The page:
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Author Topic: Presser v. Illinois (1886): State-Approved Militia  (Read 123 times)

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Presser v. Illinois (1886): State-Approved Militia
« on: October 16, 2020, 06:13:35 PM »
What is the point of the Second Amendment if, according to the SCOTUS, citizens have no inherent, personal or private right to bear arms outside of service in a state-approved militia? Aren’t militia only needed when the state doesn’t approve them?

From The Supreme Court and the Second Amendment: Understanding the Court's Landmark Decisions:

The next major Supreme Court case about the Second Amendment came a decade after United States v. Cruikshank, and supported its conclusion that states had the power to restrict the right to keep and bear arms.

It started in Illinois, where Herman Presser gathered and trained his fellow German-American industrial workers in military drills, maneuvers and tactics. They called themselves the Instruct and Defend Association. Presser wanted to build a militia to oppose the private security firms like Pinkerton that were often hired by employers to break strikes and intimidate workers.

After Presser and four hundred of his fellow militiamen paraded through Chicago armed with rifles, he was arrested and charged with violating the state's laws against military organizations. Presser argued that the state's law was unconstitutional, as the Second Amendment granted him the right to form and maintain his own "well regulated" militia.

The Supreme Court affirmed the judgment it had made in the Cruikshank case: the Second Amendment did not apply to the states and so the states were free to regulate or ban private militias and guns in any way they chose.

The Court also interpreted the Second Amendment only to guarantee a state's right to maintain a "well regulated" militia, but not an individual's right to bear arms. In other words, outside of service in a state-approved militia, citizens had no inherent, personal or private right to bear arms for the purposes of hunting or self-defense.
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Re: Presser v. Illinois (1886): State-Approved Militia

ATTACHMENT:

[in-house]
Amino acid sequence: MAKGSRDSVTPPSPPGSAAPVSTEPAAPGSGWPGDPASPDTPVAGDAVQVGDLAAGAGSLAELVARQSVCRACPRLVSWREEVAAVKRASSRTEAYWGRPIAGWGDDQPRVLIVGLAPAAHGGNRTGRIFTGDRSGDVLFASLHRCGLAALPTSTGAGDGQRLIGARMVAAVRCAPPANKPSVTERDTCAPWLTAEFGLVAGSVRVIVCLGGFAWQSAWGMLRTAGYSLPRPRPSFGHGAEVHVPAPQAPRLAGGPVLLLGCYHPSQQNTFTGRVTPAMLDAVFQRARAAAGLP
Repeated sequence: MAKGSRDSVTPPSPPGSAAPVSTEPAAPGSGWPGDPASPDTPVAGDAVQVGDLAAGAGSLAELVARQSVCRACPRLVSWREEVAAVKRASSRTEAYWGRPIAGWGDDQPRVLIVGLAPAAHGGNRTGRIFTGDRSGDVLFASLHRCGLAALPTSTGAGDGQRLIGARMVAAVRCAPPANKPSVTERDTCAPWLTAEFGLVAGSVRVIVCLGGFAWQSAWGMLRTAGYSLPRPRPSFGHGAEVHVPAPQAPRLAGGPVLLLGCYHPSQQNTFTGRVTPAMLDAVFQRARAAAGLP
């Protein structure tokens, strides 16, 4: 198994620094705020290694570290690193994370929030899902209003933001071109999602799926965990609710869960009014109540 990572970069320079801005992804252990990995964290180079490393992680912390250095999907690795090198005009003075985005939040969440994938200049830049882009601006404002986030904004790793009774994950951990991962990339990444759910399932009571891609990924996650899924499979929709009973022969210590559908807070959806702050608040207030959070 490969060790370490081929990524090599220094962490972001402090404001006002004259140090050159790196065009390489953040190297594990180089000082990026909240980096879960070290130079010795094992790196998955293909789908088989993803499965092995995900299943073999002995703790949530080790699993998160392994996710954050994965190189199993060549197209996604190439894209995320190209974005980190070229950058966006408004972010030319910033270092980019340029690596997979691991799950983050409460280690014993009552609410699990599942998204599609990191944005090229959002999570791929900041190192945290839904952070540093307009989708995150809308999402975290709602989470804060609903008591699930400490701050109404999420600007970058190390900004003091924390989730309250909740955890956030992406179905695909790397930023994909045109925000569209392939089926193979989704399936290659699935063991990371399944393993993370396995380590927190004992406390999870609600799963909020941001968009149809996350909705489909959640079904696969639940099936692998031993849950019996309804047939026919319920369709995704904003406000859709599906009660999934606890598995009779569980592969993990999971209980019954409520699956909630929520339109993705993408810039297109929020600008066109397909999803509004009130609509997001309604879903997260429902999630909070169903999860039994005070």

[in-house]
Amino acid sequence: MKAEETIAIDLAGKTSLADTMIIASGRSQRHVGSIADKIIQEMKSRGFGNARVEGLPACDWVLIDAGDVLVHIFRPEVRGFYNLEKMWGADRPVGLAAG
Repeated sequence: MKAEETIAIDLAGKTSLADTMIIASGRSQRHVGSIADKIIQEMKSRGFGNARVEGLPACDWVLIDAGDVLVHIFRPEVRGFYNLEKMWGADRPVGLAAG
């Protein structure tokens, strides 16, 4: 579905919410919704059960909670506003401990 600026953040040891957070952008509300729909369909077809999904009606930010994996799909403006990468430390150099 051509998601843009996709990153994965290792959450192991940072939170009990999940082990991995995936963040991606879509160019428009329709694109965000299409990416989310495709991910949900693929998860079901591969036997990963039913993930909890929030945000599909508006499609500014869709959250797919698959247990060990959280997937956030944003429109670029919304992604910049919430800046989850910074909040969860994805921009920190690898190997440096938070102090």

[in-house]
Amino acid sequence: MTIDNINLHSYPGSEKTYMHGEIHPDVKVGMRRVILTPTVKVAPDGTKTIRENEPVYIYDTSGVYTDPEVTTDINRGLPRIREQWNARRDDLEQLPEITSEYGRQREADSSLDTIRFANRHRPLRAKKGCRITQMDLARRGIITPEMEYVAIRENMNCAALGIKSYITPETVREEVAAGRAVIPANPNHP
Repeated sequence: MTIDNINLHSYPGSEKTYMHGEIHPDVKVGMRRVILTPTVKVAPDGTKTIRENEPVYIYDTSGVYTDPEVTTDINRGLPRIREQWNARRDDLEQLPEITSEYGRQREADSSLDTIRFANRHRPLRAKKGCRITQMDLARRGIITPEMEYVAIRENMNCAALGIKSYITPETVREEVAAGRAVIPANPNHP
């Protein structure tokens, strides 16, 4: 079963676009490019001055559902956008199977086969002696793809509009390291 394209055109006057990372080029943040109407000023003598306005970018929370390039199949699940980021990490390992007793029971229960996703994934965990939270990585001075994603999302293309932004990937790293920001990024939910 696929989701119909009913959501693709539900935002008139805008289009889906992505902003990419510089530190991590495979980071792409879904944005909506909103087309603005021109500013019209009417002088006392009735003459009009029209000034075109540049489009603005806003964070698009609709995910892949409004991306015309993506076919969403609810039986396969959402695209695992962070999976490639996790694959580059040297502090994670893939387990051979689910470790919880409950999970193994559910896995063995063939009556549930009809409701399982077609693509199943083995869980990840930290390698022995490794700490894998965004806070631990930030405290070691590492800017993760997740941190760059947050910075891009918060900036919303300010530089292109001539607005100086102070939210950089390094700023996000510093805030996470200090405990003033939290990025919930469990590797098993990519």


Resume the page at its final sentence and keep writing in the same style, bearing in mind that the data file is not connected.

« Reply #1 on: October 16, 2020, 07:44:55 PM »
Well done!!! :thumbup:

Be sure and make a copy of this stick this in the library for future reference.
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Re: Presser v. Illinois (1886): State-Approved Militia
« Reply #2 on: October 17, 2020, 04:52:44 AM »
What is the point of the Second Amendment if, according to the SCOTUS, citizens have no inherent, personal or private right to bear arms outside of service in a state-approved militia? Aren’t militia only needed when the state doesn’t approve them?

From The Supreme Court and the Second Amendment: Understanding the Court's Landmark Decisions:

The next major Supreme Court case about the Second Amendment came a decade after United States v. Cruikshank, and supported its conclusion that states had the power to restrict the right to keep and bear arms.

It started in Illinois, where Herman Presser gathered and trained his fellow German-American industrial workers in military drills, maneuvers and tactics. They called themselves the Instruct and Defend Association. Presser wanted to build a militia to oppose the private security firms like Pinkerton that were often hired by employers to break strikes and intimidate workers.

After Presser and four hundred of his fellow militiamen paraded through Chicago armed with rifles, he was arrested and charged with violating the state's laws against military organizations. Presser argued that the state's law was unconstitutional, as the Second Amendment granted him the right to form and maintain his own "well regulated" militia.

The Supreme Court affirmed the judgment it had made in the Cruikshank case: the Second Amendment did not apply to the states and so the states were free to regulate or ban private militias and guns in any way they chose.

The Court also interpreted the Second Amendment only to guarantee a state's right to maintain a "well regulated" militia, but not an individual's right to bear arms. In other words, outside of service in a state-approved militia, citizens had no inherent, personal or private right to bear arms for the purposes of hunting or self-defense.

The bill of rights restricted the power of the federal government, being a republic, states drew up their own constitutions, and some did not protect gun rights. The 14th ruled that those restrictions now applied to the states, but for some reason the 2nd did not fall under that umbrella until  District of Columbia v. Heller.

https://www.history.com/topics/united-states-constitution/2nd-amendment

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But in its 5-4 decision in District of Columbia v. Heller, which invalidated a federal law barring nearly all civilians from possessing guns in the District of Columbia, the Supreme Court extended Second Amendment protection to individuals in federal (non-state) enclaves.

Quote
Two years later, in McDonald v. Chicago, the Supreme Court struck down (also in a 5-4 decision) a similar citywide handgun ban, ruling that the Second Amendment applies to the states as well as to the federal government.

In the majority ruling in that case, Justice Samuel Alito wrote: “Self-defense is a basic right, recognized by many legal systems from ancient times to the present day, and in Heller, we held that individual self-defense is ‘the central component’ of the Second Amendment right.”

There are many "loose ends" in the laws in what can be restricted and what can not by the states. Hopefully we have a sc now that will address those. But, things are looking up. :thumbup:

 

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